De Vincenzl regarding his wife, the
gentle little mother of his three chil
If Coulson did kill, lt was for the
sake of a woman not his legal -mate,
who was returning from a 12 hours'
Owner of Famous Racers
Tries New Mineral With
Great Success
"White Hat" McCarty, who claims
to have owned more trotters and
runners than any other man In the
world, is busy telling his friends
around the court of the Palace hotel,
where he has been almost a fixture
since the early days of the old Palace,
is shouting the praises of Akoz, the
new medicinal mineral discovered by
John D. Mackenzie, because of the
prompt relief it gave him In treating
rheumatism, neuralgia and stiff neck.
When "White Hat" Isn't telling
about having owned C. H. Todd, the
! winner of the American derby In 1887;
i Sorrento, who finished second in the
same classic in 1889, and Dexter
Prince, for whom he refused $80,000,
he is talking about the marvelous
work done by Akoz.
"Akoz is surely the goods," said he,
"it cured me of rheumatism, neural
gia and stiff neck. If there had been
anything else the matter with me I
am sure Akoz would have cured that.
My neuralgia was so bad that I was
nearly wild and could hardly speak.
Akoz took all the pain out in a day.
i Rheumatism in my foot was also
knocked out in a hurry. A stiff neck
responded over night in an applica
tion of the Akoz compound. I be
lieve Akoz will cure almost anything.;'
"drunken carousal at the beach, and
.the two men were innocent victims of
his jealous rage.
As for the two men themselves, no
greater contrast could be imagined.
Falconi is a»sturdy American-Italian,
virile, strong of temper and of right
arm—and quick of both as well, one
might say—loving and hating with
Latin fervor. •
It was easy to comprehend the ten
derness with which he embraced his
pale, slender, .little brown eyed wife
t and his babies as they joined him In
"the courtroom. Quite as easy to un
derstand that after he had shot De
Vencenzl five time? with an American
revolver he stabbed him with a Jong
Italian knife.. •
After his case was called this morn
ing he paid no attention to any one,
except occasionally to give glances of
hatred toward Attorney Ferrari dur
ing the latter's merciless arraignment
of him to the jury.
Coulson is a tall, slender blonde, a
trifle effeminate In his appearance,
with a shifting glance from his pecu.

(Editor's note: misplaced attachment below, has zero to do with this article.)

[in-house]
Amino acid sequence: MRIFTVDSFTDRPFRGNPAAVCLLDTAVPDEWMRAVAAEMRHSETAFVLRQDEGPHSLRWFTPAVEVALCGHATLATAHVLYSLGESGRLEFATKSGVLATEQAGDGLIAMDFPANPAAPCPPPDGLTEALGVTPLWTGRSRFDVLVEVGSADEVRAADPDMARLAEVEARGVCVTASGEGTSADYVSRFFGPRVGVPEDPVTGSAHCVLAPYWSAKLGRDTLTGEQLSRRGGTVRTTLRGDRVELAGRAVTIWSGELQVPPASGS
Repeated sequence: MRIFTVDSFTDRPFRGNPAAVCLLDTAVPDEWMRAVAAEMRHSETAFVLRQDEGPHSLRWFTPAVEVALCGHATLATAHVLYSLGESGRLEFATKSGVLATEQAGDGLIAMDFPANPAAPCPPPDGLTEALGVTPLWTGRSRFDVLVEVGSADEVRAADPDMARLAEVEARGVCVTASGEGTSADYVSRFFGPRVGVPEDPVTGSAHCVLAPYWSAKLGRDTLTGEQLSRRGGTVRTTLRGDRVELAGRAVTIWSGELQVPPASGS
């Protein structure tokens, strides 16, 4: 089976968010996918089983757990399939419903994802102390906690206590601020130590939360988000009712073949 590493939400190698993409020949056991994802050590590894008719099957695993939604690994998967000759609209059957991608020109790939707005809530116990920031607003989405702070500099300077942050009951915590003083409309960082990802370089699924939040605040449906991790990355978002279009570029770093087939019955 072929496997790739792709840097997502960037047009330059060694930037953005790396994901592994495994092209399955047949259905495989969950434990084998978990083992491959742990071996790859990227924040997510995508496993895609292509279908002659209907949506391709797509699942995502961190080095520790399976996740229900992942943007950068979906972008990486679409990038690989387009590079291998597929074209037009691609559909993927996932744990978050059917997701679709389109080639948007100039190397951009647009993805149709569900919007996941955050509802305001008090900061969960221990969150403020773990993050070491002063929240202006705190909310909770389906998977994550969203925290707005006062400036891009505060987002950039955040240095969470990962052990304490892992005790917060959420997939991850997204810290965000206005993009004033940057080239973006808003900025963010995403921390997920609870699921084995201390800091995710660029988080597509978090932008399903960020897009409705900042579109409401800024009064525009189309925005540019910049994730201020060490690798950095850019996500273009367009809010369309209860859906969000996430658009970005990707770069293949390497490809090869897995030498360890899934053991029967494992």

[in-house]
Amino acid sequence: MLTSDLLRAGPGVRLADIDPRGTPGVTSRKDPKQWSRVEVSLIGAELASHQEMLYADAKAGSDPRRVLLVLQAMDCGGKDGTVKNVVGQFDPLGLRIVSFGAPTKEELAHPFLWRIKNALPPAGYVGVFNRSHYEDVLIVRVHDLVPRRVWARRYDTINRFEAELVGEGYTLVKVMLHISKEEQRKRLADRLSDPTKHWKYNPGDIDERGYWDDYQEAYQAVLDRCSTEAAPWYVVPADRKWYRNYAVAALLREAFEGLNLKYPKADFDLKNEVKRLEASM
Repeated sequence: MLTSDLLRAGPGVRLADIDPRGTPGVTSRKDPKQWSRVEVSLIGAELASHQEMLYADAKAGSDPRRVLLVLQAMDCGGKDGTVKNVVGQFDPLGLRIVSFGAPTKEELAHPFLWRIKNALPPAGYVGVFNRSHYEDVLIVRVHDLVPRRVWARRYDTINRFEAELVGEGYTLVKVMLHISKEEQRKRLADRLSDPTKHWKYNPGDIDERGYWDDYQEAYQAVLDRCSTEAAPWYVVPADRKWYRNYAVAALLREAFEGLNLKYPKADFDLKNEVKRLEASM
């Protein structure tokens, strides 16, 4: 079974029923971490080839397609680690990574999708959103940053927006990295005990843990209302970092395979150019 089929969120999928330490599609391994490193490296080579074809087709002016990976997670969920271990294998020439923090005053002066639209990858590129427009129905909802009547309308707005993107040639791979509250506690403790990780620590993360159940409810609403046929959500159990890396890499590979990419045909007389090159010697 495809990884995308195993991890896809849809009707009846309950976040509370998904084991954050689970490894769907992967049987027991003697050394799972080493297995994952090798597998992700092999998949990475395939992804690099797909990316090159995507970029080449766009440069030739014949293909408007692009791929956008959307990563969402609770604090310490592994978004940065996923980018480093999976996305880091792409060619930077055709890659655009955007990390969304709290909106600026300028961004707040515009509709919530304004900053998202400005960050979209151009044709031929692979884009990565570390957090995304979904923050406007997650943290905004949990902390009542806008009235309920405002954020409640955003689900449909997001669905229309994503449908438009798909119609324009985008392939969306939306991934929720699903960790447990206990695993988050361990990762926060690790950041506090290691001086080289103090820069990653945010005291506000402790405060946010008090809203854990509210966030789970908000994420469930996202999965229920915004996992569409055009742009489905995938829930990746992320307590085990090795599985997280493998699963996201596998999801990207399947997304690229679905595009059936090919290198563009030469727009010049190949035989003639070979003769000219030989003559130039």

liarly glassy blue eyes and a nervous
ly deprecating smile.
This smile gives at first the Impres
sion that he has adopted the "I should
worry" attitude of mind, but a min
ute's conversation dispells that idea-
He Is frightened half to death.
' : 1 w
S(™KJP^K'tfek;' ..ski RAt
"white hat" Mccarty
Akoz has given exceptional satis
faction in the treatment of rheuma
tism, stomach trouble, eczema, ca
tarrh, plies, ulcers and other ail
ments. It Is sold by all druggists,
Call Sutter 376 or go to 291 GjaTy
street, room 309, for further Infor
mation regarding this advertisement
He looks clammy with fear. His
lips are moistened constantly, his
chin, of the "spineless" variety,
twitches. .
His nerye never fails him so far
as to-cause", him to say anything. His
line of defense, he and his lawyers
declare, is "not guilty," and beyond
that he has not talked.
Polle refusal to disclose anything is
his invariable response.
It Is difficult to imagine Coulson a
murderer. If he is indeed so, the
psychology of the case is fascinating.
One more juror, the eleventh, was
gained In Coulson's case this morning.
He was Antone Garibaldi, 1728 Mason
In Falconi's trial the attorneys are
arguing and it is expected that the,
case will go to the jury about 4
Civic and social matters will be dis
cussed by the executive council of the
Recreation league of San Francisco at
tlie Hotel Bellevue luncheon tomor
row. . •
"38" PACKARD "48"
Packard cars receive their High
est endorsement from experienced
users of other cars, who when
driving a Packard ha*ve realized for
the first time the nearest approach
to complete motoring satisfaction.
A prominent motorist—owner and
driver of nearly every so-called
high grade car produced in America
or Europe—reported in a personal
letter, after a summer of high
speed and strenuous touring in a
Packard "48":
T did not believe it possible that
such a perfect vehicle could be made. "
Van Ness Avenue and Jackson St., San Francisco, Cal.
dAsk the'mariiivho owns one
=S==s=sssS* j
Villa Sends Assurances to
Chihuahua That Life and
Property Will Be Safe
Contlnoe-d From Pace 1
sort, ordered Medina to the front-
Then came Medina's* resignation.
Constant appeals to the American
consul are being made from Juarez
merchants whose stores are beinp loot
ed. Many of dollars' worth
of merchandise have been- taken by
Villa's rebela
The Banco National has * opened
quarters in El Paso, .refusing td do
business in. Juarez with ViUa in con
Concessions are being revoked ana.
given to rebel sympathizers. »
Francisco Escuerdo, the foreign
minister .of 'finance of the provisional